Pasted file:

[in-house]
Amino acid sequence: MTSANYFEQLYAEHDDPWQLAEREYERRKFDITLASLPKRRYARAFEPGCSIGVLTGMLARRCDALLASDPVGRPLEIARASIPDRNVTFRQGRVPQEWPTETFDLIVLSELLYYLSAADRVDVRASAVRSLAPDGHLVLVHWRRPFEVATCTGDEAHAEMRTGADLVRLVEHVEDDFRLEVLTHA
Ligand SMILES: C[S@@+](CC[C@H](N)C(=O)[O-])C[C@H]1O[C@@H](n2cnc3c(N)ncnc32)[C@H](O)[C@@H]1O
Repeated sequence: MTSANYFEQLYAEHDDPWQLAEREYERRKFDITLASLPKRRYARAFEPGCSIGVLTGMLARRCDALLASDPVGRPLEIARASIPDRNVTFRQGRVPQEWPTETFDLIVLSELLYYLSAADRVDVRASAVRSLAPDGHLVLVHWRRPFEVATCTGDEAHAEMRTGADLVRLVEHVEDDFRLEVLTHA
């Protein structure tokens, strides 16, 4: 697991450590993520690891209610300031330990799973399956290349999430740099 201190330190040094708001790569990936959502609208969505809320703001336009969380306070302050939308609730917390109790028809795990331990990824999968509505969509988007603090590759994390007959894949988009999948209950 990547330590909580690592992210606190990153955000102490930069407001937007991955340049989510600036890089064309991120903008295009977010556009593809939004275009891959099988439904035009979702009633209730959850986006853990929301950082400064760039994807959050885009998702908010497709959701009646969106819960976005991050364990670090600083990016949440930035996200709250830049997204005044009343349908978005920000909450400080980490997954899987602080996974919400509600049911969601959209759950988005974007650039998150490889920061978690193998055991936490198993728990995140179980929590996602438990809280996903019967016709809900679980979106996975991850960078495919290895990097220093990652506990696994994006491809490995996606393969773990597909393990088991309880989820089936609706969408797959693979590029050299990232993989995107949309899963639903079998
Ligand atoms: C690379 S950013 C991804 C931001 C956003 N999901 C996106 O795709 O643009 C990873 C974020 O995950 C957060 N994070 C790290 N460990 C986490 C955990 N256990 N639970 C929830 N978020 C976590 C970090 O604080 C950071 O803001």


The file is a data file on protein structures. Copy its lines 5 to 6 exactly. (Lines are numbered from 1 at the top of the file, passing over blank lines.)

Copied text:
């Protein structure tokens, strides 16, 4: 697991450590993520690891209610300031330990799973399956290349999430740099 201190330190040094708001790569990936959502609208969505809320703001336009969380306070302050939308609730917390109790028809795990331990990824999968509505969509988007603090590759994390007959894949988009999948209950 990547330590909580690592992210606190990153955000102490930069407001937007991955340049989510600036890089064309991120903008295009977010556009593809939004275009891959099988439904035009979702009633209730959850986006853990929301950082400064760039994807959050885009998702908010497709959701009646969106819960976005991050364990670090600083990016949440930035996200709250830049997204005044009343349908978005920000909450400080980490997954899987602080996974919400509600049911969601959209759950988005974007650039998150490889920061978690193998055991936490198993728990995140179980929590996602438990809280996903019967016709809900679980979106996975991850960078495919290895990097220093990652506990696994994006491809490995996606393969773990597909393990088991309880989820089936609706969408797959693979590029050299990232993989995107949309899963639903079998
Ligand atoms: C690379 S950013 C991804 C931001 C956003 N999901 C996106 O795709 O643009 C990873 C974020 O995950 C957060 N994070 C790290 N460990 C986490 C955990 N256990 N639970 C929830 N978020 C976590 C970090 O604080 C950071 O803001």